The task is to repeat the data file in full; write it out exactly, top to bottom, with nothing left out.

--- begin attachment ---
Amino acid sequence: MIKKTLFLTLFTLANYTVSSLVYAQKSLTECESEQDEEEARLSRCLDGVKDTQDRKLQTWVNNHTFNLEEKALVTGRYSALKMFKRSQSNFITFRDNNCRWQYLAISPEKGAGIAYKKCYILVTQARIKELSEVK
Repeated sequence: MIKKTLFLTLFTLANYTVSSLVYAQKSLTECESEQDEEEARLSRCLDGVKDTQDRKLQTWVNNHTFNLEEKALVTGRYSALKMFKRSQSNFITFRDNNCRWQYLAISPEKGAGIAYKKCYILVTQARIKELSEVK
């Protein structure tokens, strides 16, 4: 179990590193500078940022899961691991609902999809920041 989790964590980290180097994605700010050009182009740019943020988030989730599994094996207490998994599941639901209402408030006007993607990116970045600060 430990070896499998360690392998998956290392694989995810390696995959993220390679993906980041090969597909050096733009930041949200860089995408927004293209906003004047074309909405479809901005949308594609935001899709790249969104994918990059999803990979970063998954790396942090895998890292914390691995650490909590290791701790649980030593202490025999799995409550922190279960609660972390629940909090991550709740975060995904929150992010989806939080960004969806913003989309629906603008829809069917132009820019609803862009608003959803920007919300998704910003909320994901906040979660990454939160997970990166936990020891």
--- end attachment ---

Amino acid sequence: MIKKTLFLTLFTLANYTVSSLVYAQKSLTECESEQDEEEARLSRCLDGVKDTQDRKLQTWVNNHTFNLEEKALVTGRYSALKMFKRSQSNFITFRDNNCRWQYLAISPEKGAGIAYKKCYILVTQARIKELSEVK
Repeated sequence: MIKKTLFLTLFTLANYTVSSLVYAQKSLTECESEQDEEEARLSRCLDGVKDTQDRKLQTWVNNHTFNLEEKALVTGRYSALKMFKRSQSNFITFRDNNCRWQYLAISPEKGAGIAYKKCYILVTQARIKELSEVK
């Protein structure tokens, strides 16, 4: 179990590193500078940022899961691991609902999809920041 989790964590980290180097994605700010050009182009740019943020988030989730599994094996207490998994599941639901209402408030006007993607990116970045600060 430990070896499998360690392998998956290392694989995810390696995959993220390679993906980041090969597909050096733009930041949200860089995408927004293209906003004047074309909405479809901005949308594609935001899709790249969104994918990059999803990979970063998954790396942090895998890292914390691995650490909590290791701790649980030593202490025999799995409550922190279960609660972390629940909090991550709740975060995904929150992010989806939080960004969806913003989309629906603008829809069917132009820019609803862009608003959803920007919300998704910003909320994901906040979660990454939160997970990166936990020891």